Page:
The failure of Buckhead Community Bank (Georgia) is expected to cost the federal deposit insurance fund an estimated $241.4 million; that of First Security National Bank (Georgia), around $30.1 million; Tattnall Bank (Georgia), $13.9 million; Benchmark Bank (Illinois), about $64 million; and Greater Atlantic Bank (Virginia), $35 million.
Of the six, only AmTrust had a presence in Florida, operating 24 branches in Florida with combined deposits of $4.8 billion.
For the year 2009, 130 institutions with combined $154 billion in assets and $124 billion in deposits have failed, triggering combined losses of at least $34.4 billion. In 2008, 25 banks with combined assets of $374 billion and deposits of $234 billion failed, causing an estimated loss of at least $10.4 billion for the FDIC.
Georgia leads the nation in bank seizures with 24 failures in 2009. Illinois is second with 20 failures. Rounding out the top five rankings are California with 15 failures, Florida with 12 failures, and Minnesota with six failures.
The 130 bank failures are the most in a year since 1992 at the height of the savings-and-loan crisis. They have cost the federal deposit insurance fund more than $28 billion so far this year.
Overall, 33 states have had at least one bank fail in 2009. In 2008, bank failures occurred in 13 states.
The FDIC expects the cost of bank failures to grow to about $100 billion over the next four years.
New FHA rules on condominium loans (from Federal Housing Administration)
The Federal Housing Administration issued new guidelines effective December 7, 2009 which could increase condominium sales, at least temporarily, to get FHA-backed mortgages.
The guidelines were written to address current market conditions and the glut of empty condominiums following the real estate bust.
Several of the policies, however, expire in December 2010.
The latest guidelines are described in two separate HUD/FHA documents:
- Mortgagee Letter 2009-46B (the revised guidelines for FHA approval of residential condominium projects)
- Mortgagee Letter 2009-46A (temporary guidance for condominium approvals).
Two big barriers to FHA financing have been a requirement that 51 percent of a condominium be owner-occupied, and a rule banning loans to buildings with “right of first refusal.”
Changes include reducing the number of units in a new condominium that must be owner-occupied, allowing condo boards to refuse buyers as long as it doesn’t violate the Fair Housing Act, and cutting the expensive requirement of having an attorney certify condominium documents before a sale.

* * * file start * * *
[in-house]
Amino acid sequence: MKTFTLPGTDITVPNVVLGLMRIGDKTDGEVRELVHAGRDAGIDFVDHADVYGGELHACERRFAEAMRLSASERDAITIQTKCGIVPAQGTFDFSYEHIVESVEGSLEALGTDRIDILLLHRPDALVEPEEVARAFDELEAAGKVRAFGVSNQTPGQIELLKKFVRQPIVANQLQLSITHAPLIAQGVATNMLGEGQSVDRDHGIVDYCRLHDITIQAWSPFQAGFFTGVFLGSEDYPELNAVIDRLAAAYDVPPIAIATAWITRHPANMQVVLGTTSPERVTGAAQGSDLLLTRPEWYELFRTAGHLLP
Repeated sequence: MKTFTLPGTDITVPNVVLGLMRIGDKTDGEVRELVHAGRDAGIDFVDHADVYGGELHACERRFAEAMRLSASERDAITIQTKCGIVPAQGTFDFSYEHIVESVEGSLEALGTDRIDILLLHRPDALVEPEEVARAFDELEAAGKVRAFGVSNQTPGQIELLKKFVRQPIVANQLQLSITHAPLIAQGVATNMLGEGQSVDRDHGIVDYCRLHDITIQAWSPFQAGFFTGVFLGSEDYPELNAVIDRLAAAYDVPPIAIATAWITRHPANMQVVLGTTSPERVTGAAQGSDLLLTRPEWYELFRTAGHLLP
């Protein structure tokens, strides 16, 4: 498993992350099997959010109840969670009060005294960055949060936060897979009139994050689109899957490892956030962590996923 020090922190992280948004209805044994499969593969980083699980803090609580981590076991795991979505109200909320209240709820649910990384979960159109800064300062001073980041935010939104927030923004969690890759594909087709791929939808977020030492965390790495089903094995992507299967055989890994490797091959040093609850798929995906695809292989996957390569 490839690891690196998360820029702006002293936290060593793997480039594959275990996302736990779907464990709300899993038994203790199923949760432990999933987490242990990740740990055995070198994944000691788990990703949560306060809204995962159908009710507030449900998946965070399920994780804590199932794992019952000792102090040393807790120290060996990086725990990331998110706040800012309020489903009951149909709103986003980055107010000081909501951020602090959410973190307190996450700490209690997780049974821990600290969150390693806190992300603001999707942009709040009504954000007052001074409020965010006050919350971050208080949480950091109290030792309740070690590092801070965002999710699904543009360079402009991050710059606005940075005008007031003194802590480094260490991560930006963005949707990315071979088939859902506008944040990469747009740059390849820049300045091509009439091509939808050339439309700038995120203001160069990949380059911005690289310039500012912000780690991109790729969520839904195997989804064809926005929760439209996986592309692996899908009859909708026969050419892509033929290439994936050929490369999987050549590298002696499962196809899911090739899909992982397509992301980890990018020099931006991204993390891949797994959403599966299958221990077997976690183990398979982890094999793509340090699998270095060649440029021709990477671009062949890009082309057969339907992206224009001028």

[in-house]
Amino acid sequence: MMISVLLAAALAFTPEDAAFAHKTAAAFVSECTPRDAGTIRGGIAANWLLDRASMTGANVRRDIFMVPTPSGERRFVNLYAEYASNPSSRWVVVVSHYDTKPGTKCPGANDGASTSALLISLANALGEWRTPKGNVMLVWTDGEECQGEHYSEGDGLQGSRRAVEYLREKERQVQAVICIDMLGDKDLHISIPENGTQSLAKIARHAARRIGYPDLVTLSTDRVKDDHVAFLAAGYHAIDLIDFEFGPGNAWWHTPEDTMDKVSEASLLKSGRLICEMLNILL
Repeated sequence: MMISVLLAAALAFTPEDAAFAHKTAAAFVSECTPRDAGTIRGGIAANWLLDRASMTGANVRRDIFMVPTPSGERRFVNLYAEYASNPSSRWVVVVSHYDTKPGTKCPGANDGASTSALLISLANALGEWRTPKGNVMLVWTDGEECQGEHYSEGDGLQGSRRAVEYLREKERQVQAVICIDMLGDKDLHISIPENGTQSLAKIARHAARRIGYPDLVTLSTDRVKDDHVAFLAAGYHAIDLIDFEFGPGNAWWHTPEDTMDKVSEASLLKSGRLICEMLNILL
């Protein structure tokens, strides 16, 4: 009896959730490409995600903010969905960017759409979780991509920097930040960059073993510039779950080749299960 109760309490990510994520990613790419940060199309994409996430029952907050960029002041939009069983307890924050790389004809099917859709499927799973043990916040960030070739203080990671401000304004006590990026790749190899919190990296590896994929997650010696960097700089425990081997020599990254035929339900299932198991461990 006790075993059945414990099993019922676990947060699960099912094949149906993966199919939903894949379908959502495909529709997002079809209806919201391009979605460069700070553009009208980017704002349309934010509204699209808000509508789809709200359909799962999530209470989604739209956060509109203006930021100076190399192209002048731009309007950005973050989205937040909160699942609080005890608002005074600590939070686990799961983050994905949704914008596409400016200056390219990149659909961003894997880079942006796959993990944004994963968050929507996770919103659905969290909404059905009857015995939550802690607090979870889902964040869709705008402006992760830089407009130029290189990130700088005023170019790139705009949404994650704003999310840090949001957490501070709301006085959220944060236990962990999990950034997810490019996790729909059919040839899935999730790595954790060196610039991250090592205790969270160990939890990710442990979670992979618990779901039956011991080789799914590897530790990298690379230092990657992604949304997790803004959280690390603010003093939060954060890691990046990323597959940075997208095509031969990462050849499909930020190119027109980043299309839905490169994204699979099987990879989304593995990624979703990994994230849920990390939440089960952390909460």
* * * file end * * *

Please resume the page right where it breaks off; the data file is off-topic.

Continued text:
The new temporary guidelines allow for 50 percent of units to be owner-occupied and doesn’t count units that are bank-owned, rented out, or vacant.
Allowing condos with “right of first refusal” access to financing is a permanent change.
The highlights of the New Guidelines are as follows:
- Condominium project approval is not required for condominiums comprised of single family totally detached dwellings (no shared garages or any other attached buildings).
- Until December 31, 2010, at least 30% presale level must be reached before any FHA mortgage can be granted on any unit. After 12/31/10, 50% presale level must be reached.
- 50% owner occupancy rate for the entire project.
- No more than 15% of unit owners can be delinquent (over 30 days late) on their condominium fees.
- Capital reserve funding: The reserve study requirement has been eliminated, along with the requirement of at least 60% of the fully funded reserves. The new requirement requires merely that at least 10% of the association’s annual budget be set aside for reserves.
- Budget review: Lenders must review the condominium budget to determine that the budget is adequate and: (i) includes allocations/line items to ensure sufficient funds are available to maintain and preserve all amenities and features unique to the condominium project; (ii) provides for the funding of replacement reserves for capital expenditures and deferred maintenance in an account representing at least 10% of the budget; and (iii) provides adequate funding for insurance coverage and deductibles.
- No more than 25% of space allocated to commercial use.